Million Dollar Quartet: Elvis, Johnny Cash, Carl Perkins And Jerry Lee In '56

By | December 2, 2020

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L-R Jerry Lee Lewis, Carl Perkins, Elvis Presley (sitting), Johnny Cash - The Million Dollar Quartet - group shot at Sun Studios (Photo by GAB Archive/Redferns)

On December 4, 1956, "The Million Dollar Quartet" existed briefly when chance brought Elvis Presley, Johnny Cash, Jerry Lee Lewis and Carl Perkins together at Sun Studios in Memphis, Tennessee. The label mates took part in an impromptu jam session that yielded between 17 and 40 songs, depending on how you define "song," as many of the surviving tracks are snippets. They weren't there to cut an album, they didn't call themselves the Million Dollar Quartet, and they played more old country and gospel than rock 'n roll. It was just a jam session, arguably the most famous in history.

Following the session, the stars went their separate ways, with Elvis and Johnny Cash becoming some of the biggest stars of the 20th century. Carl Perkins became legendary as the godfather of rockabilly, and Jerry Lee Lewis, the only surviving member as of 2020, is the most influential piano player in rock history.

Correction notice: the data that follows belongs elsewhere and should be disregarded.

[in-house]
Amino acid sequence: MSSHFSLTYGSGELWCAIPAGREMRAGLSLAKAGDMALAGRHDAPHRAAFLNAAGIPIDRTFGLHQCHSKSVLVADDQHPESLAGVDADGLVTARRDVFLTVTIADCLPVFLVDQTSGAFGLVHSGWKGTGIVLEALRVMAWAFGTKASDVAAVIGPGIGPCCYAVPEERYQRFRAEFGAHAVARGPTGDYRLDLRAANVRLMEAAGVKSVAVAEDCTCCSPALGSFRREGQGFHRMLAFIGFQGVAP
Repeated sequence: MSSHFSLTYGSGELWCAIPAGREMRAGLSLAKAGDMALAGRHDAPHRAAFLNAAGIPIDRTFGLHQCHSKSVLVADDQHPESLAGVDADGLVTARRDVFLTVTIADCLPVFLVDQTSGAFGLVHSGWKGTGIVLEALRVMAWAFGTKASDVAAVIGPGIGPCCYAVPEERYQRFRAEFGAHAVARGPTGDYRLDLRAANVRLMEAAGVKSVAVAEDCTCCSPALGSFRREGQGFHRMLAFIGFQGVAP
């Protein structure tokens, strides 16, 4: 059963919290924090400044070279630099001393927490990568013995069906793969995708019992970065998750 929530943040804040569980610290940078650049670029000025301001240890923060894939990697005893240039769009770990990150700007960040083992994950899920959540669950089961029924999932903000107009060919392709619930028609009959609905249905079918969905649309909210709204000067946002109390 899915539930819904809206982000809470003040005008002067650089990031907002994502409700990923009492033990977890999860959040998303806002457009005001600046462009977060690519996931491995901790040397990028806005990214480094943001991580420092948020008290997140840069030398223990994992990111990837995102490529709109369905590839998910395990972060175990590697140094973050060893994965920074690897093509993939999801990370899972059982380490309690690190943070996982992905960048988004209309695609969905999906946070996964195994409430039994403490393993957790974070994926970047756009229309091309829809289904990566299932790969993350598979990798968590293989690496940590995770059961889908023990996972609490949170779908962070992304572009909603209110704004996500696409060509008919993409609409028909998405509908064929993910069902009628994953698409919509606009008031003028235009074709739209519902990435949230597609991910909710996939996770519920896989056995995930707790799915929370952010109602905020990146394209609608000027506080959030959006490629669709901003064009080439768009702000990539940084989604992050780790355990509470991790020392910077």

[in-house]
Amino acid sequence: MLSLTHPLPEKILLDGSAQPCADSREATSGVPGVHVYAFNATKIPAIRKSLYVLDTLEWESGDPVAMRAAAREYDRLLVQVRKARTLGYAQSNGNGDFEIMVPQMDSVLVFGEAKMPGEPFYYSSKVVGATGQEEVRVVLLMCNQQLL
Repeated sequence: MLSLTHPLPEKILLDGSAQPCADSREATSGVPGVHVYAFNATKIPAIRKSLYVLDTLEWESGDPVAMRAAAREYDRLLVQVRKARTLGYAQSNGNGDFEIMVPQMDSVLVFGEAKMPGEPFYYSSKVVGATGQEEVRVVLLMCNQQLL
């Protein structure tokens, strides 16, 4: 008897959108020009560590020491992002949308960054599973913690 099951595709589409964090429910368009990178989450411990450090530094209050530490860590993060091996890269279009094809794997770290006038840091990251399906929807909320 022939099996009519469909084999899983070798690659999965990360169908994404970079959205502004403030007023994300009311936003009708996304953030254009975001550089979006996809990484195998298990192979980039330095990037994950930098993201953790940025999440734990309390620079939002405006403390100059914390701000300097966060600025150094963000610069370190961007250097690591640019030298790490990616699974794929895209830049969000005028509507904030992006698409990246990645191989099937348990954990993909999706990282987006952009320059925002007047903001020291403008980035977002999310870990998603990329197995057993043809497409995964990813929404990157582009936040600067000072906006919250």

The recordings weren't released until 1981, and much of how the session came together remains a mystery.

Fate brought these stars together

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source: wikipedia

Carl Perkins went into the studio on December 4, 1956, intending to record a song he'd written called "Matchbox" (which had some lyrics in common with Blind Lemon Jefferson's "Match Box Blues") with his brothers Clayton and Jay, and by drummer W.S. Holland. To fill out the thin rockabilly sound he asked new Sun Records artist Jerry Lee Lewis to sit in on the Wurlitzer Spinet piano. At the time, Lewis hadn't even released a single yet but he'd already made an impact on the crew.

As chance would have it, 21-year-old Elvis Presley happened to be visiting the studio after moving over the RCA Victor, and depending on whom you ask Johnny Cash was either already in the studio so he could listen to Perkins' session, or he showed up super late. Cash said that he was early, everyone else said he waltzed in late to see what was going on.

Whoever showed up first doesn't really matter. It's what the four singers did together that lasts, not their day to day schedule.